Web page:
Budding Environmental Scientists

Budding Environmental Scientists

The West Montgomery County Citizen’s Association presented their first awards to students for environmental science projects done in the Potomac Planning area.

Students at the elementary, middle and high school level were recognized for a variety of projects they completed.

Hoover eighth grader Michael Clinch was honored for his work “Fecal Coliform Bacteria Count in the C&O Canal.” Clinch tested water at Edward’s Ferry, Swains Lock and Georgetown to determine the amount of bacteria at each site.

“The counts did increase on the way from rural to urban,” Clinch said. Although his study did not analyze the reasons behind why, Clinch has an idea. “I believe there’s a higher count in the urban area because the population density is higher in the urban area.”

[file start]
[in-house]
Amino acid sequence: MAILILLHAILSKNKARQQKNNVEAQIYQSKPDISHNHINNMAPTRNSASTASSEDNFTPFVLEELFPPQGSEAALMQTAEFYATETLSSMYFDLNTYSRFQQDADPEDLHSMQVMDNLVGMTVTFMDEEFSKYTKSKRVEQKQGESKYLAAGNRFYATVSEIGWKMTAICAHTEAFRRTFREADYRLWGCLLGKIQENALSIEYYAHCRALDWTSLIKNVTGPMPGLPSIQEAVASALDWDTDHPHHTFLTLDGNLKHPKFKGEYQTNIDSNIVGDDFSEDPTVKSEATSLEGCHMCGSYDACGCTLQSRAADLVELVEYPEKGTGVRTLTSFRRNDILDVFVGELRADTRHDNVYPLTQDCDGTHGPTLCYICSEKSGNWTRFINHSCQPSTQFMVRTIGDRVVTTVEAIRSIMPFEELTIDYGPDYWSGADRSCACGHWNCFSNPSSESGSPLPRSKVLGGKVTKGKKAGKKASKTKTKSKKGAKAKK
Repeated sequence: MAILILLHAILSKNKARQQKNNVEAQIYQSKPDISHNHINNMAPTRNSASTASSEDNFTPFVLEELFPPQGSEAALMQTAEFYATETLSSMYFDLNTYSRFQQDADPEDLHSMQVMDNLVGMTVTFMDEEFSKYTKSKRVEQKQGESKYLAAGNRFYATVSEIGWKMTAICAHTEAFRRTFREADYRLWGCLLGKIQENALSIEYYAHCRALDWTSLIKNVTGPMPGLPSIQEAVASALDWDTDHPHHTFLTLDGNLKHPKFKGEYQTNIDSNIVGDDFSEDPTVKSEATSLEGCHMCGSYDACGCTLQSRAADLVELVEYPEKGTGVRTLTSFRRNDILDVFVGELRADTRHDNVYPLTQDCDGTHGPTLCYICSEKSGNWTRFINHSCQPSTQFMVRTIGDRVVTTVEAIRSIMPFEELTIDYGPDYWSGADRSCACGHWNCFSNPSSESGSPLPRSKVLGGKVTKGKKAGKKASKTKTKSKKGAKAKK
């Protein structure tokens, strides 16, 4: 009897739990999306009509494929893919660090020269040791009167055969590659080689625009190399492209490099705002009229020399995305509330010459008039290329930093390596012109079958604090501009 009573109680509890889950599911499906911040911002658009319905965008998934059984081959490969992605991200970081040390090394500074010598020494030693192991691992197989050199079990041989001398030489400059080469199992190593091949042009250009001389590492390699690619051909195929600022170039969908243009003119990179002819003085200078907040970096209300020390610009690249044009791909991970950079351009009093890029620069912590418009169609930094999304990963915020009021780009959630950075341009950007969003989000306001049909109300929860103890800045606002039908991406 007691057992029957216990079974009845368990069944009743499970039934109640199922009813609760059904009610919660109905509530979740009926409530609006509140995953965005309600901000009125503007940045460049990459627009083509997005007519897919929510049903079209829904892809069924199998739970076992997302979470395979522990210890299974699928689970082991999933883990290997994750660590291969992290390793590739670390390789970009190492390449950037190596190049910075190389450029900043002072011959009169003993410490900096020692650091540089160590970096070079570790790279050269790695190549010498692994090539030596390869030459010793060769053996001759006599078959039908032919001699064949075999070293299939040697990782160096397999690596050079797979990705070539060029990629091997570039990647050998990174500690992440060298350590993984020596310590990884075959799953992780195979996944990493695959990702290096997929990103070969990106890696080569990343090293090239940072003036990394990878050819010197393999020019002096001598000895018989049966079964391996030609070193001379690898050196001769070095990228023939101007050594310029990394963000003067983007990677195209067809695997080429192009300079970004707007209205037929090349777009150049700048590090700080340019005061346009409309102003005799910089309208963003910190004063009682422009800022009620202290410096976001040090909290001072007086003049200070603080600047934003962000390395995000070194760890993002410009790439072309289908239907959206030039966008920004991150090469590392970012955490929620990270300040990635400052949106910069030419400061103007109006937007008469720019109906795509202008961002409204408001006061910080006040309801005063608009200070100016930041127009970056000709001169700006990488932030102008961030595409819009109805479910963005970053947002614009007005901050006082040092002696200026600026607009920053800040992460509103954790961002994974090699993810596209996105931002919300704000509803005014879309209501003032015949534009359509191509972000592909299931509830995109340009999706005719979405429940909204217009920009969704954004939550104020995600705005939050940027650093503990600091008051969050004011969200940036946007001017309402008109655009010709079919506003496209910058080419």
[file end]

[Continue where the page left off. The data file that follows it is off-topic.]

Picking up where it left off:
A group of students from Cabin John Middle School (pictured above) analyzed water samples in their project “Chesapeake Bay Water Testing Project of the Bay and the Potomac Area: a Comparative Study.”

Quince Orchard High School student Kristin Foringer was honored for her project “Discovering Ecological Impairments in Seneca Creek through a Systematic Study of Habitat Biology and Chemistry.”.

Other honored projects included “Water and Soil Sample Collection on the Watts Branch,” by Emma Johnson of Wayside Elementary and Genny Johnson of Christ Episcopal School and “Keeping the Barrens Barren,” by Julie Sherbill of Herbert Hoover Middle school.

“West Montgomery strongly believes that out environment and the protection of our environment is an important part of our area,” said Ginny Barnes, a member of West Montgomery.